Looking for an enjoyable way to spend an afternoon while supporting your community and the economy as a whole? Go shopping.
When consumers shop locally, their communities benefit in multiple ways. More money stays in the area and more local jobs are created. In addition, thriving local economies tend to have stronger infrastructures and lower crime rates. According to Independent We Stand, a movement of independent business owners across the country designed to inform their communities about the importance of shopping locally:
Locally owned businesses reinvest in the local economy at a 60% higher rate than chains and Internet retailers.
For every $100 spent at an independent business, $68 returns to the local community. At a national chain, that amount drops to $43.
Small businesses represent more than 99.7% of all employers and account for 75% of all new jobs.
Many small business owners recognize the importance of the “Shop Local” movement to their business growth. In a recent survey by Constant Contact, 51% of respondents said they felt that being locally owned and operated is a major reason why customers support their business today—up from the 42% who thought it was a major reason five years ago.
To that end, consumers might do well to check out their local merchants before buying products online or from a chain store. Many independent businesses will offer competitive pricing or match an online price, saving consumers both shipping charges and delivery time. Local merchants provide personal service and may offer specials to their loyal customers. Get to know the small business owners in your community and you may find yourself “in the know” for sales and new products before the rest of the crowd.
See if your favorite local businesses have Facebook pages, and like them if they do. It’s a great way to learn about new product offerings and sale dates. Many even hold contests with great prizes.
1. Stop by an independently owned coffee shop for your morning coffee or tea. Often, these places also sell goodies from local bakeries.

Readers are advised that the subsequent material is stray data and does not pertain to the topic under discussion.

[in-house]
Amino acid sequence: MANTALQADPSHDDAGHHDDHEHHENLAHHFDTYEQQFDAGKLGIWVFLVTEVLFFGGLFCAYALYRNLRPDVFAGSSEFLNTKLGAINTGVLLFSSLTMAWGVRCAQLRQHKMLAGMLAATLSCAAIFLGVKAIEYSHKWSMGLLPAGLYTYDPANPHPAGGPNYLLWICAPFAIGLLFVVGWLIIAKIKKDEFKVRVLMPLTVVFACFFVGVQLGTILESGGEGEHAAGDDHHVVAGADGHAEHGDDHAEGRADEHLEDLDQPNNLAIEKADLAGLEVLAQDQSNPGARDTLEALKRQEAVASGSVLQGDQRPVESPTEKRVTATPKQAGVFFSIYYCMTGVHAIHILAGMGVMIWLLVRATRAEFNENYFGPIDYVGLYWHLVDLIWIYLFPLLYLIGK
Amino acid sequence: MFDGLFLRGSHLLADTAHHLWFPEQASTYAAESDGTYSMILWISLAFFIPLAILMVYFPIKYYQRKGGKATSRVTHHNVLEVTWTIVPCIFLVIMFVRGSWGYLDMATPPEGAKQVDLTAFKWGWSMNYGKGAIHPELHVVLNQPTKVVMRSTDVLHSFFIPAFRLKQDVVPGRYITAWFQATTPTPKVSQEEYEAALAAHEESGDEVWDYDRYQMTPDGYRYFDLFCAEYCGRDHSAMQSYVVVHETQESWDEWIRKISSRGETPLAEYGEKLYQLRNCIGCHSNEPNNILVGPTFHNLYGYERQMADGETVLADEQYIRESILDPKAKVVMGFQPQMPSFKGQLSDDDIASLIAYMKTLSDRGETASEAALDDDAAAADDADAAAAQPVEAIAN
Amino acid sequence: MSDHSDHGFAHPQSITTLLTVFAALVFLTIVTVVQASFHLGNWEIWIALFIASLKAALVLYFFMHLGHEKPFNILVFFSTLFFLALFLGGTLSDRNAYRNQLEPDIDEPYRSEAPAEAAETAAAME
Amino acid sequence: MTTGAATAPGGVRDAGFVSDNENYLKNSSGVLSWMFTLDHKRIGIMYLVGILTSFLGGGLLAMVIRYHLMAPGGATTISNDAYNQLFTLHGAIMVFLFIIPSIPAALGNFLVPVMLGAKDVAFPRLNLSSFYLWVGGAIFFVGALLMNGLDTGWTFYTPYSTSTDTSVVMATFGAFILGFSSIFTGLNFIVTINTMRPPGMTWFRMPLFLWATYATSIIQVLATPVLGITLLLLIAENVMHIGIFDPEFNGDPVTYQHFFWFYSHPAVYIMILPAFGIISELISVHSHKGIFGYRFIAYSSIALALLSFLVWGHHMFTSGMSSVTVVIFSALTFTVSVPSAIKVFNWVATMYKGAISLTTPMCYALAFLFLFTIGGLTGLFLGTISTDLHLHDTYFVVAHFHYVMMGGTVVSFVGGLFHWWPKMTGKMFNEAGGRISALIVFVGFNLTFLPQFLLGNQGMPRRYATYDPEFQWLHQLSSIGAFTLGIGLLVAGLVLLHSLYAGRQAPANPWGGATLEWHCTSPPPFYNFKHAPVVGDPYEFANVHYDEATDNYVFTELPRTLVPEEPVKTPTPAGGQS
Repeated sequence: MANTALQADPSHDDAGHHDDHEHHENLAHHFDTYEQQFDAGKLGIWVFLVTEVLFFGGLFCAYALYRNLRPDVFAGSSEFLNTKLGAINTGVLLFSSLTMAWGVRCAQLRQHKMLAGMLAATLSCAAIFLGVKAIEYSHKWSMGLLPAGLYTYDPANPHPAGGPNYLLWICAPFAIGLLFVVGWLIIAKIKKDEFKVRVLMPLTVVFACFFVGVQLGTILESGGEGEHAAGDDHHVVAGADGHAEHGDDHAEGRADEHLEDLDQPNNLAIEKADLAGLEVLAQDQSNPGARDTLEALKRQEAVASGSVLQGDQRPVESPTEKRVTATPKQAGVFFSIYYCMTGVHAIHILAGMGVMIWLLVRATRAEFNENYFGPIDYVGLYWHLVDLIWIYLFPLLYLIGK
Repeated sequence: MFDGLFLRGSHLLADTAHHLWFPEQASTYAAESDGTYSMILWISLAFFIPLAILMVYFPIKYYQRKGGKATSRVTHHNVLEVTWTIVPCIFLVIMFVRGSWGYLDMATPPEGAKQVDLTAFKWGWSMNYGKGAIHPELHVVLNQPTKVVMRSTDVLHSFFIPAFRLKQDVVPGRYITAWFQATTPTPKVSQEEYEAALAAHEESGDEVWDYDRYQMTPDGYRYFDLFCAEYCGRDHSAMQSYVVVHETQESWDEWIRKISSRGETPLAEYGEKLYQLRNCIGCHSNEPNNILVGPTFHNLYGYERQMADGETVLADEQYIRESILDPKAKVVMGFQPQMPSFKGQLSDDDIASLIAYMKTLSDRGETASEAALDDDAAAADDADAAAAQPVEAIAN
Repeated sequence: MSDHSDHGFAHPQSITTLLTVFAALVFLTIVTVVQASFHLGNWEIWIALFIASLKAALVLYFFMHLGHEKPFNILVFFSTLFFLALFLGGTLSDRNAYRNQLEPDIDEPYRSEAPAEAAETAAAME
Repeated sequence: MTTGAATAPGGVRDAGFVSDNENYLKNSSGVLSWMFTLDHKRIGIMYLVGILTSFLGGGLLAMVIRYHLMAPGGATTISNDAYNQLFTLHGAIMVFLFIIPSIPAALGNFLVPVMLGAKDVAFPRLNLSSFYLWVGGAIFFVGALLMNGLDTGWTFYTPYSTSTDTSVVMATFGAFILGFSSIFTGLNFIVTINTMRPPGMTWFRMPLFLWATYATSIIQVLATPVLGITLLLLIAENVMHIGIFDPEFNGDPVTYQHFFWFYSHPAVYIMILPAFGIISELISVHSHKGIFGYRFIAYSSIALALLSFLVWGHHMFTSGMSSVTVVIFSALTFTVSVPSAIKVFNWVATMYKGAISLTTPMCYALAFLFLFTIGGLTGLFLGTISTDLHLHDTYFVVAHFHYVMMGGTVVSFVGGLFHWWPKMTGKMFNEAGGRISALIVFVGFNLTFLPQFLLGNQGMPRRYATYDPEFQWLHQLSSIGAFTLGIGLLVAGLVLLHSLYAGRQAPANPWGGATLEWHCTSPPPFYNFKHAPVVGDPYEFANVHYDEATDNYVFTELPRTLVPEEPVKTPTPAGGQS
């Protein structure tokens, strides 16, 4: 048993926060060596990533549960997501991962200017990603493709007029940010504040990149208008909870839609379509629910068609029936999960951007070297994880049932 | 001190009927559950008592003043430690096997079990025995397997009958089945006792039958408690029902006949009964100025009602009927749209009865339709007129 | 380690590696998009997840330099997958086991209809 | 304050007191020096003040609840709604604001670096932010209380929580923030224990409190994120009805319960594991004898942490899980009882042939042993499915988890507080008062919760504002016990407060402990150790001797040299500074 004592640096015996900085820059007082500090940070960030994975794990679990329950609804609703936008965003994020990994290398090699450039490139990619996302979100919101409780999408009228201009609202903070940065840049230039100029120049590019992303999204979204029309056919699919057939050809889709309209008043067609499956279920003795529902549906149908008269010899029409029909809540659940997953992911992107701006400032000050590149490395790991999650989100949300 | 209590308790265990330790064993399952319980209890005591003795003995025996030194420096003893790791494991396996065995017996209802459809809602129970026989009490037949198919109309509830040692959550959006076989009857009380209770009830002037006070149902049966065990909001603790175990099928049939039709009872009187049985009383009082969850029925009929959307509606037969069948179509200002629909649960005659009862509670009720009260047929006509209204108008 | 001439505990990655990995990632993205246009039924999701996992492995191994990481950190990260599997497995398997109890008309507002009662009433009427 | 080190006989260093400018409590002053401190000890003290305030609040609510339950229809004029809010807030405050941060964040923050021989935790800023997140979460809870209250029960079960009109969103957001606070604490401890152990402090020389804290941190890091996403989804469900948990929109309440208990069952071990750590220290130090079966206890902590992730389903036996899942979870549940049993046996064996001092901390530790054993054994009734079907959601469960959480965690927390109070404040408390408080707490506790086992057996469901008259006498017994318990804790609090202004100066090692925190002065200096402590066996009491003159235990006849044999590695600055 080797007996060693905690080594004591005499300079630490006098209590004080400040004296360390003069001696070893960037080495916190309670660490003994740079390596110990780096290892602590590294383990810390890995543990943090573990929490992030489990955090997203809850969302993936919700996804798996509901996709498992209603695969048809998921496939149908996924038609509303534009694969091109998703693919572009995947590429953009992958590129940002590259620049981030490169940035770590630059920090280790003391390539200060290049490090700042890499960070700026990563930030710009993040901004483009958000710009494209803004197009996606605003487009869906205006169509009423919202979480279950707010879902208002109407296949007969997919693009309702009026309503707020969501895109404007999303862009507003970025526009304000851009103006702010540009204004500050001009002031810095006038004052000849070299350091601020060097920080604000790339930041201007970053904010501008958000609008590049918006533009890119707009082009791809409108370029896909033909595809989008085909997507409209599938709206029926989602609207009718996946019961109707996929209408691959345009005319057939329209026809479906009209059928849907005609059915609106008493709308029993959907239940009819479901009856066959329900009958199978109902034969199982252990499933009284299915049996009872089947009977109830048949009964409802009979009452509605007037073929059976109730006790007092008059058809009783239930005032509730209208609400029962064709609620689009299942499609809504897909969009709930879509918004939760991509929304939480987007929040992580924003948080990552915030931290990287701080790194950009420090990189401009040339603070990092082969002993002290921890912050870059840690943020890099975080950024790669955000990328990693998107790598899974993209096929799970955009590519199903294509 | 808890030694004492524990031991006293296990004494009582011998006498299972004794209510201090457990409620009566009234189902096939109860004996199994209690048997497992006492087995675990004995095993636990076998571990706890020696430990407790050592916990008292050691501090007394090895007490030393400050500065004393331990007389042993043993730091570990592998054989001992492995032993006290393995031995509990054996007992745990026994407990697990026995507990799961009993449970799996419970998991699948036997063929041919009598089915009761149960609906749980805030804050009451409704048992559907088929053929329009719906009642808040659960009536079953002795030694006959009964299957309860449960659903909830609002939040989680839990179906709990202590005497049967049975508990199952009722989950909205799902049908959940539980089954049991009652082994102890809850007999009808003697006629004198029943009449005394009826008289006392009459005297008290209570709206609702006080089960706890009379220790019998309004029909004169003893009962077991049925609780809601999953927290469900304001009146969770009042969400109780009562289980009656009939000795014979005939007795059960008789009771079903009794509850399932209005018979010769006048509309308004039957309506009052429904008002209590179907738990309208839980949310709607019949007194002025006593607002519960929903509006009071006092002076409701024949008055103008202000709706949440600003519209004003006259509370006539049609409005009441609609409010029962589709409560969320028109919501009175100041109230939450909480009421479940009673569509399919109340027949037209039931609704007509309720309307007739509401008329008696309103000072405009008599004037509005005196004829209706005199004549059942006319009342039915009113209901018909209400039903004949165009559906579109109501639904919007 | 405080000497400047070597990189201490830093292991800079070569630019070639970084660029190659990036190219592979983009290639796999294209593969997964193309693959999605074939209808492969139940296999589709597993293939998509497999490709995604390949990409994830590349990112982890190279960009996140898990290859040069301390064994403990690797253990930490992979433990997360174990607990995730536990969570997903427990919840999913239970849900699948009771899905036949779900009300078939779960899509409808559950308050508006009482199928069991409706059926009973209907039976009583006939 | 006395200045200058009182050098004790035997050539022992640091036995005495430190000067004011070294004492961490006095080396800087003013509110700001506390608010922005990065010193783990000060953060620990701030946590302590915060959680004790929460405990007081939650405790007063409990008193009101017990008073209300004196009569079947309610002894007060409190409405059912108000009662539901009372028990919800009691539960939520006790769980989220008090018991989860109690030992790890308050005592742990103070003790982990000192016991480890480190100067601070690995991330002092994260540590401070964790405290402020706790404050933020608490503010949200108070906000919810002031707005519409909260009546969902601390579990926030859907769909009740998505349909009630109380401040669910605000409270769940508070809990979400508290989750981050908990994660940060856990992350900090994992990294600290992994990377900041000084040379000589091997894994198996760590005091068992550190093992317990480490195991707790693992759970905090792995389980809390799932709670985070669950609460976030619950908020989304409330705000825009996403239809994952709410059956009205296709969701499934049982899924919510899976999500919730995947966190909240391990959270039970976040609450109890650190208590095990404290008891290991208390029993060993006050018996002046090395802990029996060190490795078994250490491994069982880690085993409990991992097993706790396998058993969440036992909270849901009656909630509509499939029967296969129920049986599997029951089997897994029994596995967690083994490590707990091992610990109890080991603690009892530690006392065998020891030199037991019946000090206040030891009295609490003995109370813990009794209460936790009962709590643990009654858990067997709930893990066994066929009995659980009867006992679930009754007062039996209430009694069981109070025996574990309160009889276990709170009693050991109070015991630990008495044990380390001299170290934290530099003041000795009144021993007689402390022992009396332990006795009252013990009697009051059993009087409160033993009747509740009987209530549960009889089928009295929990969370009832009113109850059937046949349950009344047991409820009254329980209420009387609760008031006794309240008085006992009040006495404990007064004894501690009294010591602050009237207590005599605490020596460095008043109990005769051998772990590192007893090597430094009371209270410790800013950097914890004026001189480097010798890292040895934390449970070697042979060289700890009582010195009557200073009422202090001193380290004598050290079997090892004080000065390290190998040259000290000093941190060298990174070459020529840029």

2. Buy fresh, locally grown fruits and vegetables at your neighborhood farmers markets. Many also have freshly baked breads and pastries, local honey, and homemade crafts.
3. Skip the chain restaurants and try a family-owned local eatery or a smaller, independent restaurant.
4. Buy pet food and supplies from independent pet food stores, whose owners are often more knowledgeable and more invested in their business than chain store employees, and can help you find the best products for your furry friends.
5. Encourage others to shop locally by giving gift cards from local businesses as gifts for weddings, birthdays, and other special occasions.
6. Keep in mind that while many franchises are national or regional brands, specific locations are often independently or locally owned.
7. Consider going to a local shop to buy stocking stuffers for your friends and family this holiday season.
Are you a business owner? Encourage community members to shop locally by providing competitive prices and excellent personal service, and by showing your local customers how much you appreciate them. In addition, you can support other local businesses by shopping with them, referring customers, and partnering with them to offer specials to the community.
Brad Smith is EVP of customer experience at Sage North America. He toured the U.S. this summer in a Sage-branded RV encouraging people to shop local #SageShopLocal.